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Open Access Methodology article

A simple Bayesian estimate of direct RNAi gene regulation events from differential gene expression profiles

Paul A Wilson1* and Mathew Plucinski2

Author Affiliations

1 Computational Biology, GlaxoSmithKline Medicine Research Centre, Gunnels Wood Road, Stevenage, SG1 2NY, UK

2 Department of Applied Mathematics and Theoretical Physics, University of Cambridge, Wilberforce Road, Cambridge CB3 0WA, UK

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BMC Genomics 2011, 12:250  doi:10.1186/1471-2164-12-250

Published: 20 May 2011

Abstract

Background

Microarrays are commonly used to investigate both the therapeutic potential and functional effects of RNA interfering (RNAi) oligonucleotides such as microRNA (miRNA) and small interfering RNA (siRNA). However, the resulting datasets are often challenging to interpret as they include extensive information relating to both indirect transcription effects and off-target interference events.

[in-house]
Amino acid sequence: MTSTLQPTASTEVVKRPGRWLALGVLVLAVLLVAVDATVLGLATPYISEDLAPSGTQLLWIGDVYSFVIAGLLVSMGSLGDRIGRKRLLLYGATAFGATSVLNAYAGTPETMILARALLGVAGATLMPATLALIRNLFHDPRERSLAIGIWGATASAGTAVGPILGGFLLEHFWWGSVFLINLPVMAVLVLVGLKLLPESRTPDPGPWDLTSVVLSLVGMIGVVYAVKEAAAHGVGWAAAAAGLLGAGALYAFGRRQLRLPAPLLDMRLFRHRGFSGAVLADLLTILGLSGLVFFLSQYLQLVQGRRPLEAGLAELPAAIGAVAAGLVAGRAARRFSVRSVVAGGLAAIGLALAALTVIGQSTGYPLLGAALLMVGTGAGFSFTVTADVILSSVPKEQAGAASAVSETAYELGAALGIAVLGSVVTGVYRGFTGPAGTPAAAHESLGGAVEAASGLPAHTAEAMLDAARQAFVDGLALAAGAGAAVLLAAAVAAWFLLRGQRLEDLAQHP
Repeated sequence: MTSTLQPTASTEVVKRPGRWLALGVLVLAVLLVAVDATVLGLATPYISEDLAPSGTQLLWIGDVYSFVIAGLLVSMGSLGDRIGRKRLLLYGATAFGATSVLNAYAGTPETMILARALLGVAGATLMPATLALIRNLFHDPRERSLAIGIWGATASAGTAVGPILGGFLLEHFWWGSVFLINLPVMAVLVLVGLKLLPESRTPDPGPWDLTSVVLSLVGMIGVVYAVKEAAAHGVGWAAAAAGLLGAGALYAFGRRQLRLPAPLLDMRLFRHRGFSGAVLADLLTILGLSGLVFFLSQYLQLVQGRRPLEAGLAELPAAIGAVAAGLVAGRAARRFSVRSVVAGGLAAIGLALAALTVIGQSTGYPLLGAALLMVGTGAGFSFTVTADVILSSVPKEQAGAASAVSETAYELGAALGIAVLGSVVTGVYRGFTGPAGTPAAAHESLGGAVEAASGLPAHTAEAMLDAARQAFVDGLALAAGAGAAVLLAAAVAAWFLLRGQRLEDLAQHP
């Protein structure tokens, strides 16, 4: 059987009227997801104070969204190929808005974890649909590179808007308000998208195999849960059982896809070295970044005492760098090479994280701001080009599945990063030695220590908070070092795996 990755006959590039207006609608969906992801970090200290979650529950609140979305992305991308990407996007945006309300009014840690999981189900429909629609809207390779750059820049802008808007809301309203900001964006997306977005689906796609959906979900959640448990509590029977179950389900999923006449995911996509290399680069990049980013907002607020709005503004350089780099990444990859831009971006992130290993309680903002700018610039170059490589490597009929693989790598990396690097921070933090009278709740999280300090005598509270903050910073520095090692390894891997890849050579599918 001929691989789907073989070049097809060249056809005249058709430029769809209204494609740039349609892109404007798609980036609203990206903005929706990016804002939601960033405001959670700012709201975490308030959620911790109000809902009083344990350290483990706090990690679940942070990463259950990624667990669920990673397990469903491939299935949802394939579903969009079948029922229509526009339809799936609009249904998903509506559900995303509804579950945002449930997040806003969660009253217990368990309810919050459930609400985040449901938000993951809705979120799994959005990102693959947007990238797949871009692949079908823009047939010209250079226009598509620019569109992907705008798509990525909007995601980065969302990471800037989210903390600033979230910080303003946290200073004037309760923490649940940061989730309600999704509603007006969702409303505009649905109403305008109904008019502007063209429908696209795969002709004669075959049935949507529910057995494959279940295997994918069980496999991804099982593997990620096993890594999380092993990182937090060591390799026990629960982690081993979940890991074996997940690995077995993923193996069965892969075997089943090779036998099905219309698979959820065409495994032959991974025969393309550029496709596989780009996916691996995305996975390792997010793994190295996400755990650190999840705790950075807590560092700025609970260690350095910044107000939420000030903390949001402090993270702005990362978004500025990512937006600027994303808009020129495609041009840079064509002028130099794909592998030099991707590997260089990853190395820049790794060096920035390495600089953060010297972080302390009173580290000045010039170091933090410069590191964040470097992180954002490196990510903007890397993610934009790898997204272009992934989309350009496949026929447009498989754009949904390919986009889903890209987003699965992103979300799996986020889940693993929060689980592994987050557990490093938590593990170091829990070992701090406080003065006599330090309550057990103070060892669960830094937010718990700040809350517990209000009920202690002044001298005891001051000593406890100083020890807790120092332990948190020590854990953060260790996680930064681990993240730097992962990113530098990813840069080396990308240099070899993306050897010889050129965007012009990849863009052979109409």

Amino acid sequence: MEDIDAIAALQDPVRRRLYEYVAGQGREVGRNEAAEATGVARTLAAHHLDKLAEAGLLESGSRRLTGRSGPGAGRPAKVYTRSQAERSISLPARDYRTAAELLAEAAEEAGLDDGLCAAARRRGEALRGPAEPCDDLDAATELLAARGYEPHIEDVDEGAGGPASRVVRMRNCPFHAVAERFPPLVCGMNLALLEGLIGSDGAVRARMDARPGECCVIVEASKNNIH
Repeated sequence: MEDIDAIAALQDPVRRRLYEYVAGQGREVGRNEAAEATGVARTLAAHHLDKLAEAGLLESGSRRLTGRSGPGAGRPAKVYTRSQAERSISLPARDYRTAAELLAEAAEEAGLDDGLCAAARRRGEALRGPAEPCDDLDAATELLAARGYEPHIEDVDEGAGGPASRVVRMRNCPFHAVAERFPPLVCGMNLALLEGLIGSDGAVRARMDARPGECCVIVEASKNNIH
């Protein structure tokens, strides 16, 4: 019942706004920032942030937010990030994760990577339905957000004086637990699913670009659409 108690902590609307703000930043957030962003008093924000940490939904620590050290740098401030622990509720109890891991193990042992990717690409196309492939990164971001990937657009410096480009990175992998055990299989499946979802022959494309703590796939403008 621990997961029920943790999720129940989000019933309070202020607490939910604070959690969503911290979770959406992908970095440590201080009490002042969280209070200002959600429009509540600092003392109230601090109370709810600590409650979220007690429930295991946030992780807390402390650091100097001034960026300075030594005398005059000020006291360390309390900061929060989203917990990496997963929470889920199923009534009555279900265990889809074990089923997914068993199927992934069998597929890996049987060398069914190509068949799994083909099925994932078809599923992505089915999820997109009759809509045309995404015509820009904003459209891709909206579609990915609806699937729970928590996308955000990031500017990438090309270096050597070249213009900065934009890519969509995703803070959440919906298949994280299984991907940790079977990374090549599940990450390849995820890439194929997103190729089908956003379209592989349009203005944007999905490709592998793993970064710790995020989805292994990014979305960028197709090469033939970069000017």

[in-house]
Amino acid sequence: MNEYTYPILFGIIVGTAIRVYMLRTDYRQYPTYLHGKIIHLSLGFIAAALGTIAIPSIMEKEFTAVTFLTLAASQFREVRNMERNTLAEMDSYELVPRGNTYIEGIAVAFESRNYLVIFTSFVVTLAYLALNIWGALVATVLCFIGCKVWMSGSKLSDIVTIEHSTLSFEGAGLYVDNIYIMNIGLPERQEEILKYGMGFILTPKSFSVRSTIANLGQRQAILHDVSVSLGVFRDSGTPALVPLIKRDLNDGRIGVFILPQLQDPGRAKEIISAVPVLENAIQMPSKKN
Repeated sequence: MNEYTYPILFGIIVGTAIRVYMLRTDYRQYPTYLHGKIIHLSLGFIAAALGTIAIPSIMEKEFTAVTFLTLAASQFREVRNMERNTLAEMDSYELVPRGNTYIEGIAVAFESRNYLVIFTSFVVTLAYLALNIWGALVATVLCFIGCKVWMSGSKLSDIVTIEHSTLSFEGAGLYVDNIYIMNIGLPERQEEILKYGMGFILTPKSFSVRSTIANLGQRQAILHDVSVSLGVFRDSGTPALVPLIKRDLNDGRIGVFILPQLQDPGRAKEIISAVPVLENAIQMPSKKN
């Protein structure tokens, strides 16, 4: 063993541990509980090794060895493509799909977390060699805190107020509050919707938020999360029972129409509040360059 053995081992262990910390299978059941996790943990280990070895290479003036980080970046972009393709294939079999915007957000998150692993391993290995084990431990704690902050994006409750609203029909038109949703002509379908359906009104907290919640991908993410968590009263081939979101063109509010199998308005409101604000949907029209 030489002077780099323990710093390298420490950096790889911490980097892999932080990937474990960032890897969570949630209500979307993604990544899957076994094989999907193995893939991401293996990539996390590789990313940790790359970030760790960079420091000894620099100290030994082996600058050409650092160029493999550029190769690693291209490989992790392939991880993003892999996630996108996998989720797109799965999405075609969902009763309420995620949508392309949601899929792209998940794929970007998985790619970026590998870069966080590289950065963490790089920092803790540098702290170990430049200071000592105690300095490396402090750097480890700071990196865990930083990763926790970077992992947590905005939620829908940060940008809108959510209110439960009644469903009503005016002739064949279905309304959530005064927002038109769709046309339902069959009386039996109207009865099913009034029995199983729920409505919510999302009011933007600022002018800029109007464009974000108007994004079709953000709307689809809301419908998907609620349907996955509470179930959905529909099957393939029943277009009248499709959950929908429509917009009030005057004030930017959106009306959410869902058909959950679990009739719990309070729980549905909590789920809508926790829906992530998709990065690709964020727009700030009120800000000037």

Method

In an attempt to refine the utility of microarray expression data when evaluating the direct transcriptional affects of an RNAi agent we have developed SBSE (Simple Bayesian Seed Estimate). The key assumption implemented in SBSE is that both direct regulation of transcription by miRNA, and siRNA off-target interference, can be estimated using the differential distribution of an RNAi sequence (seed) motif in a ranked 3' untranslated region (3' UTR) sequence repository. SBSE uses common microarray summary statistics (i.e. fold change) and a simple Bayesian analysis to estimate how the RNAi agent dictated the observed differential expression profile. On completion a trace of the estimate and the location of the optimal partitioning of the dataset are plotted within a simple graphical representation of the 3'UTR landscape. The combined estimates define the differential distribution of the query motif within the dataset and by inference are used to quantify the magnitude of the direct RNAi transcription effect.

Results

SBSE has been evaluated using five diverse human RNAi microarray focused investigations. In each instance SBSE unambiguously identified the most likely location of the direct RNAi effects for each of the differential gene expression profiles.

Conclusion

These analyses indicate that miRNA with conserved seed regions may share minimal biological activity and that SBSE can be used to differentiate siRNAs of similar efficacy but with different off-target signalling potential.